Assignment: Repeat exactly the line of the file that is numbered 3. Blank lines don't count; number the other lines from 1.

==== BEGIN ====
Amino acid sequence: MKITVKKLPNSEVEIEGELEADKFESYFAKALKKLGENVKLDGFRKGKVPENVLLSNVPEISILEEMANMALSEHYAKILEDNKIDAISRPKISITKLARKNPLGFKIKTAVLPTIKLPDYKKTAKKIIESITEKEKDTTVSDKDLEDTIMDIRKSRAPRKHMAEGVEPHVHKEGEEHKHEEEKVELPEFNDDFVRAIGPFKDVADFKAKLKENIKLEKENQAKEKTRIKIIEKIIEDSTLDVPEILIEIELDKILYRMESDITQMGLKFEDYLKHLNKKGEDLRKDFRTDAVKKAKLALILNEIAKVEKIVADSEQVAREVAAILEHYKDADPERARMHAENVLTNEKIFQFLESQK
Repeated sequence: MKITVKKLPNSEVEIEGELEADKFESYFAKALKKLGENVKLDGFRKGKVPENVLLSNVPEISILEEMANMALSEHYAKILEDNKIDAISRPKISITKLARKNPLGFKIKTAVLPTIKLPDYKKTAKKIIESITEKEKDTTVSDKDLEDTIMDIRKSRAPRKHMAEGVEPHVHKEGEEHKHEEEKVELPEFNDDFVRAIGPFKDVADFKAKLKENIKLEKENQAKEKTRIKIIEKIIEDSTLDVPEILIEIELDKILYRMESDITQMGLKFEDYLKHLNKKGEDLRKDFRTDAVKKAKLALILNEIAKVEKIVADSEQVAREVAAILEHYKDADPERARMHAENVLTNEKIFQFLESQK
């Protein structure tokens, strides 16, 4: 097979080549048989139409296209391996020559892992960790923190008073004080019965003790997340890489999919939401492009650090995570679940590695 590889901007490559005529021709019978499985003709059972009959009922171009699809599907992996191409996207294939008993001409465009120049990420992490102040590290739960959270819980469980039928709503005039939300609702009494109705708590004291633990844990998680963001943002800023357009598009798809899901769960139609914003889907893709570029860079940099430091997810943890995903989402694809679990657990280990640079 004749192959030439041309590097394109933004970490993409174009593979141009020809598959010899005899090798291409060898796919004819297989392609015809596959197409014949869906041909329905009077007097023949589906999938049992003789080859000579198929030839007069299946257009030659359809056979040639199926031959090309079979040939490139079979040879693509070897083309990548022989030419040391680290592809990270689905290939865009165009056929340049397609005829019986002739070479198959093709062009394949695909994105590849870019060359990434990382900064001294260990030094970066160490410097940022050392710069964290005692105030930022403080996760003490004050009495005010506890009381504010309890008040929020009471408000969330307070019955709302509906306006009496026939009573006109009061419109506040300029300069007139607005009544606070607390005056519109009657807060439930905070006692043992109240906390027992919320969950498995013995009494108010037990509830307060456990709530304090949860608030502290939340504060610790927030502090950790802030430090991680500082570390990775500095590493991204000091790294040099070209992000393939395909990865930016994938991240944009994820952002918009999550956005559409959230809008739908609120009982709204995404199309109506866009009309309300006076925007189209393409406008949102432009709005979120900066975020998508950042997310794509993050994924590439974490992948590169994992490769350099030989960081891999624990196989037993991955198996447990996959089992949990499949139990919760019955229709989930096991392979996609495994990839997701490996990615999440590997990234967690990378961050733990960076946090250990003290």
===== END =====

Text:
């Protein structure tokens, strides 16, 4: 097979080549048989139409296209391996020559892992960790923190008073004080019965003790997340890489999919939401492009650090995570679940590695 590889901007490559005529021709019978499985003709059972009959009922171009699809599907992996191409996207294939008993001409465009120049990420992490102040590290739960959270819980469980039928709503005039939300609702009494109705708590004291633990844990998680963001943002800023357009598009798809899901769960139609914003889907893709570029860079940099430091997810943890995903989402694809679990657990280990640079 004749192959030439041309590097394109933004970490993409174009593979141009020809598959010899005899090798291409060898796919004819297989392609015809596959197409014949869906041909329905009077007097023949589906999938049992003789080859000579198929030839007069299946257009030659359809056979040639199926031959090309079979040939490139079979040879693509070897083309990548022989030419040391680290592809990270689905290939865009165009056929340049397609005829019986002739070479198959093709062009394949695909994105590849870019060359990434990382900064001294260990030094970066160490410097940022050392710069964290005692105030930022403080996760003490004050009495005010506890009381504010309890008040929020009471408000969330307070019955709302509906306006009496026939009573006109009061419109506040300029300069007139607005009544606070607390005056519109009657807060439930905070006692043992109240906390027992919320969950498995013995009494108010037990509830307060456990709530304090949860608030502290939340504060610790927030502090950790802030430090991680500082570390990775500095590493991204000091790294040099070209992000393939395909990865930016994938991240944009994820952002918009999550956005559409959230809008739908609120009982709204995404199309109506866009009309309300006076925007189209393409406008949102432009709005979120900066975020998508950042997310794509993050994924590439974490992948590169994992490769350099030989960081891999624990196989037993991955198996447990996959089992949990499949139990919760019955229709989930096991392979996609495994990839997701490996990615999440590997990234967690990378961050733990960076946090250990003290």